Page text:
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Yuan Won't Rival Dollar Without Overhaul, Says Former IMF China Chief

Updated on
  • Beijing wants the yuan used for payments around the world
  • Analysts say deep reforms needed before widescale take-up

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China’s massive size and continued rapid growth mean that it’s bound to climb up the world’s economic and financial rankings, given time.

So it’s striking when one seasoned China watcher makes a call that the nation’s currency won’t ever truly rival the dollar -- at least, without an overhaul in political and regulatory structures that the Communist Party has made clear isn’t up for discussion. So says former IMF China division chief Eswar Prasad, author of "Gaining Currency: The Rise of the Renminbi."

Certainly, China’s size as the second-largest economy and the biggest trading nation means the yuan is likely to continue to expand in use. Initiatives to welcome foreign investors, such as this month’s Bond Connect link with Hong Kong, are also set to put the equivalent of billions of dollars worth of yuan in international hands. Even so, concerns remain about the ability to pull money out at will, and about safety of investments made in the country.

Eswar Prasad

Photographer: Andrew Toth/Getty Images

"China’s underdeveloped, volatile and weakly regulated financial markets will constrain the renminbi’s ascendance as a reserve currency," said Prasad, now based at Cornell University.

That alone gives President Xi Jinping’s administration a long to-do list -- one that officials are already working on. A National Financial Work Conference starting July 14 is set to debate a new structure for financial regulation.

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The offshore yuan strengthened to the highest level in more than a week Thursday, after comments by U.S. Federal Reserve Chair Janet Yellen hinted that the central bank may be in less of a rush to raise interest rates.

Achieving the safe haven status of the dollar, or that of a few others like Japan’s yen and Switzerland’s franc, that would take changes the Communist Party isn’t to embrace, according to Prasad.

"It is unlikely to become a safe-haven currency in the absence of the rule of law, an independent central bank and an institutionalized system of checks and balances on the government," Prasad says. "These changes to China’s legal, institutional and political structure are necessary to engender the trust of foreign investors -- the defining attribute of a safe haven currency. The current Chinese leadership has made it abundantly clear that such changes are not on the cards."

Read here how even token dissent has subsided as Xi has amassed power at the top of the Communist Party.

China’s government has repeatedly pledged to push through reforms to reshape the economy and allow markets a greater say.

America’s relative retreat from the world stage as President Donald Trump pursues a nationalistic policy mix is gifting China the opportunity to cement its ascending global role. From preaching -- if not practicing -- the merits of free trade and open investment to launching the Silk Road development plan, China aims to rearrange the international order.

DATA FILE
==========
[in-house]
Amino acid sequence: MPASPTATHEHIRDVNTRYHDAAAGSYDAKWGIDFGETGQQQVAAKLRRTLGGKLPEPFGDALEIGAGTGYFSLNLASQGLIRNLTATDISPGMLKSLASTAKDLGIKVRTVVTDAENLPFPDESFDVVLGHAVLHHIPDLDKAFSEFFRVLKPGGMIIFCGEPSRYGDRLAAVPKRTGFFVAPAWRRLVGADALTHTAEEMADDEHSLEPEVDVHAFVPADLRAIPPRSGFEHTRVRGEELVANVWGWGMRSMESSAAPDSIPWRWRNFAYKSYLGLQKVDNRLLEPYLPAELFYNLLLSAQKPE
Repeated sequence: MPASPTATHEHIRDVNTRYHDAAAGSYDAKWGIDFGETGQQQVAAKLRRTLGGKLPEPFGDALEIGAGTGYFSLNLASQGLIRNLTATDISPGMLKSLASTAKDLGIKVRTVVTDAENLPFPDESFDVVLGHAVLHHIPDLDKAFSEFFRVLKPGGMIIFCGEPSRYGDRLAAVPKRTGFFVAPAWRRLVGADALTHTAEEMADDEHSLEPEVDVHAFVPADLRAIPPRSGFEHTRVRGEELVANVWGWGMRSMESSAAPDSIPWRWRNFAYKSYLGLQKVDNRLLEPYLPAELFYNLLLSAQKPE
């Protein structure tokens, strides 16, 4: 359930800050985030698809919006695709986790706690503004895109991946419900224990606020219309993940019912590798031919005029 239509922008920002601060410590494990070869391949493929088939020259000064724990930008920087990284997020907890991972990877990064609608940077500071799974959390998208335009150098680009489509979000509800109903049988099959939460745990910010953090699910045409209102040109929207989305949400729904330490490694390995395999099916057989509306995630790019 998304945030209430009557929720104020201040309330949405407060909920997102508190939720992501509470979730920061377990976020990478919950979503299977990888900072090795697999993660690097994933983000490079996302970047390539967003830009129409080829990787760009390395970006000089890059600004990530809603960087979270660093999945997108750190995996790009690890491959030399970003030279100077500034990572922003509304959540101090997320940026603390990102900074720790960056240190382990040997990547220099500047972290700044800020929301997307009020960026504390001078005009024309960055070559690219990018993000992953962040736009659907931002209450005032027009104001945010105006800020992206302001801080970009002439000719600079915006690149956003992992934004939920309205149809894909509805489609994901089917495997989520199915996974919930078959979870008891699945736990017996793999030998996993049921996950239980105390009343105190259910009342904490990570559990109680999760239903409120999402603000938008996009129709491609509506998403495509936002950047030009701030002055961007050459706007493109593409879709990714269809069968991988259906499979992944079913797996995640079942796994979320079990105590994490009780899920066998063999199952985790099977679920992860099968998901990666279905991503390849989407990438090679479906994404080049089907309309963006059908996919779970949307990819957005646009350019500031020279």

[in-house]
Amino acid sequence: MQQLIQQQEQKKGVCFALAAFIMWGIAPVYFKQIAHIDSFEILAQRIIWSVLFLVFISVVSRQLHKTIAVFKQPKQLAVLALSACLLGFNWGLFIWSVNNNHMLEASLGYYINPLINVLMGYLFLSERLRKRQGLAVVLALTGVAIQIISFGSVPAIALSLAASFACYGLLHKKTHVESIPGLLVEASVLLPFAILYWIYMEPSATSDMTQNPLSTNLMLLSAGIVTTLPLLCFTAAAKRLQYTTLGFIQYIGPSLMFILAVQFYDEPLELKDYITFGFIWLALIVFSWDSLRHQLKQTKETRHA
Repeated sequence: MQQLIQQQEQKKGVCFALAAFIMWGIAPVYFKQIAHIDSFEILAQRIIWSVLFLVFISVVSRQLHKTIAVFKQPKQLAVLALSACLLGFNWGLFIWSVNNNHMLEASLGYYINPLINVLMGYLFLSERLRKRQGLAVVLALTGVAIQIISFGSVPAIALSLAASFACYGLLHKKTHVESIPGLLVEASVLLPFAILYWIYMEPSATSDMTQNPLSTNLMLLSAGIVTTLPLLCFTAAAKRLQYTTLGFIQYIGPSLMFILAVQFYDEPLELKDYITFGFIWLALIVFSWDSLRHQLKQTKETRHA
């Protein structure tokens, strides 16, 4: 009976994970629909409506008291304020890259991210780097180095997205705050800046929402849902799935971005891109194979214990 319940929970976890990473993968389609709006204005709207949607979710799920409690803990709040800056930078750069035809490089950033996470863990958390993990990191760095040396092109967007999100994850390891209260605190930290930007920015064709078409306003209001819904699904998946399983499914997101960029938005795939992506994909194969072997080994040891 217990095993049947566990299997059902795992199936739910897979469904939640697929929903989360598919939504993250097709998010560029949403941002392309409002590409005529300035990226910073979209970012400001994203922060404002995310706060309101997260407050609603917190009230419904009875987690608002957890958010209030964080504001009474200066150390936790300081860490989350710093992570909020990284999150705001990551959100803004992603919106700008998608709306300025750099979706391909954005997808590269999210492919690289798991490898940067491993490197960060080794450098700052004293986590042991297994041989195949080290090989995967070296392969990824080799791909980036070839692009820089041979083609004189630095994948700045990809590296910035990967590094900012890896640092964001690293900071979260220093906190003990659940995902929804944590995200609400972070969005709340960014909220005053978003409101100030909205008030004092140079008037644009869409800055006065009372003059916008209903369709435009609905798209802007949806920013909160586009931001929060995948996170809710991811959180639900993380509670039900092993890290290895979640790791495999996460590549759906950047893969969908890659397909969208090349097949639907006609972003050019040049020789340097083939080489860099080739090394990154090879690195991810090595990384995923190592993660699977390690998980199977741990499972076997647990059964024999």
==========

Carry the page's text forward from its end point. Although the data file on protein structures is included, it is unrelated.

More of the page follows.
And the yuan has come a long way, now the sixth most-active currency for global payments, according to according to the Society for Worldwide Interbank Financial Telecommunication.

china graphic tout

In late 2015, the International Monetary Fund decided to include the redback in its elite basket of reserve currencies. Just last month, the European Central Bank said it bought the equivalent of 500 million euros, in a new vote of confidence.

One sign of the challenges ahead: Standard Chartered bank’s Renminbi Globalisation Index fell to 1,703 in May, its lowest reading in 39 months.

‘Remarkable’ Status

"It is remarkable that the renminbi has attained the status of a reserve currency even without the traditional per-requisites such as an open capital account and a flexible market-determined exchange rate," said Prasad. "In this, as in many other dimensions, China’s currency and economy are in a class of their own."

Even so, hopes for more wide-ranging market reforms have been dashed as authorities enforce strict rules on moving money into and out of the country and snuff out attempts by the market to push the yuan lower against the dollar. While a critical Communist Party leadership conference this fall could still re-set priorities, it’s a far cry from the headiness of 2012, when HSBC Holdings Plc analysts were predicting full yuan convertibility by 2017.

A rapid move to convertibility and opening up to unbridled capital flows would carry its own dangers, not just for China but potentially for markets round the world exposed to a new source of volatility. Introducing checks on the Communist Party’s power after a major widening in inequality of wealth could also have unpredictable consequences.

The yuan wouldn’t be the first currency to dash grand projections. The yen has ended up largely on the sidelines of global finance since the Japanese economy crashed to Earth in the 1990s. And while the euro zone today has an economy roughly three-fifths the size of the U.S., and large and liquid markets for government bonds easily trade-able by international investors, the bloc’s debt crisis and concerns about dissolution have curbed its ability to rival the dollar.

As Prasad puts it: "size goes only so far in the journey to become a major reserve currency."

(Updates with yuan in sixth paragraph.)
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